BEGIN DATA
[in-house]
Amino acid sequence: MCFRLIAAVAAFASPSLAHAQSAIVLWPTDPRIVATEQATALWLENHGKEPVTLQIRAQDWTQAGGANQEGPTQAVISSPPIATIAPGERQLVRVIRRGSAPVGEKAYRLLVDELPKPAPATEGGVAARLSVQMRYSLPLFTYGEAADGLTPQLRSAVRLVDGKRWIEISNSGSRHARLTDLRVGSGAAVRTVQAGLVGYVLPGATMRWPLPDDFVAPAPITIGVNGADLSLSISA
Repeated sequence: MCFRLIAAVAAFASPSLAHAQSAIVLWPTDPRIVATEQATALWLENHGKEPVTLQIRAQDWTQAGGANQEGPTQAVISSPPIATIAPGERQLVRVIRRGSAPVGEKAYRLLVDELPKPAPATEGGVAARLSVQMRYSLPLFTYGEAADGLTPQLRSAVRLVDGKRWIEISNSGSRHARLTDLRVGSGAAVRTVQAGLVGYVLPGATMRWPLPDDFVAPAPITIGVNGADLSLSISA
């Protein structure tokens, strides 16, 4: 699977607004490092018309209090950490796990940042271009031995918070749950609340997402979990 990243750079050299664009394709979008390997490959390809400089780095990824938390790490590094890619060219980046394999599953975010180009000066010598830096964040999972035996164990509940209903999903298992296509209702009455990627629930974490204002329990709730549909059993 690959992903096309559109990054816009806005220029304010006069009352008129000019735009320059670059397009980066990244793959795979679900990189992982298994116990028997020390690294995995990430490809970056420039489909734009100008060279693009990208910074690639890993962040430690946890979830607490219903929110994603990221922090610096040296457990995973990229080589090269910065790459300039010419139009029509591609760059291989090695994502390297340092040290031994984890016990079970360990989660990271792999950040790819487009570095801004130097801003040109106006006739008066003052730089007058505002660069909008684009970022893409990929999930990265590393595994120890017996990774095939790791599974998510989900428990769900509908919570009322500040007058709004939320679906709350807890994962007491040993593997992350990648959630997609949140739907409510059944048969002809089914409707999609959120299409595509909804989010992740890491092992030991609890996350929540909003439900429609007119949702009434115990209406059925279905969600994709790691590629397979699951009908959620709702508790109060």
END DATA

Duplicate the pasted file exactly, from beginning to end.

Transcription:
[in-house]
Amino acid sequence: MCFRLIAAVAAFASPSLAHAQSAIVLWPTDPRIVATEQATALWLENHGKEPVTLQIRAQDWTQAGGANQEGPTQAVISSPPIATIAPGERQLVRVIRRGSAPVGEKAYRLLVDELPKPAPATEGGVAARLSVQMRYSLPLFTYGEAADGLTPQLRSAVRLVDGKRWIEISNSGSRHARLTDLRVGSGAAVRTVQAGLVGYVLPGATMRWPLPDDFVAPAPITIGVNGADLSLSISA
Repeated sequence: MCFRLIAAVAAFASPSLAHAQSAIVLWPTDPRIVATEQATALWLENHGKEPVTLQIRAQDWTQAGGANQEGPTQAVISSPPIATIAPGERQLVRVIRRGSAPVGEKAYRLLVDELPKPAPATEGGVAARLSVQMRYSLPLFTYGEAADGLTPQLRSAVRLVDGKRWIEISNSGSRHARLTDLRVGSGAAVRTVQAGLVGYVLPGATMRWPLPDDFVAPAPITIGVNGADLSLSISA
């Protein structure tokens, strides 16, 4: 699977607004490092018309209090950490796990940042271009031995918070749950609340997402979990 990243750079050299664009394709979008390997490959390809400089780095990824938390790490590094890619060219980046394999599953975010180009000066010598830096964040999972035996164990509940209903999903298992296509209702009455990627629930974490204002329990709730549909059993 690959992903096309559109990054816009806005220029304010006069009352008129000019735009320059670059397009980066990244793959795979679900990189992982298994116990028997020390690294995995990430490809970056420039489909734009100008060279693009990208910074690639890993962040430690946890979830607490219903929110994603990221922090610096040296457990995973990229080589090269910065790459300039010419139009029509591609760059291989090695994502390297340092040290031994984890016990079970360990989660990271792999950040790819487009570095801004130097801003040109106006006739008066003052730089007058505002660069909008684009970022893409990929999930990265590393595994120890017996990774095939790791599974998510989900428990769900509908919570009322500040007058709004939320679906709350807890994962007491040993593997992350990648959630997609949140739907409510059944048969002809089914409707999609959120299409595509909804989010992740890491092992030991609890996350929540909003439900429609007119949702009434115990209406059925279905969600994709790691590629397979699951009908959620709702508790109060």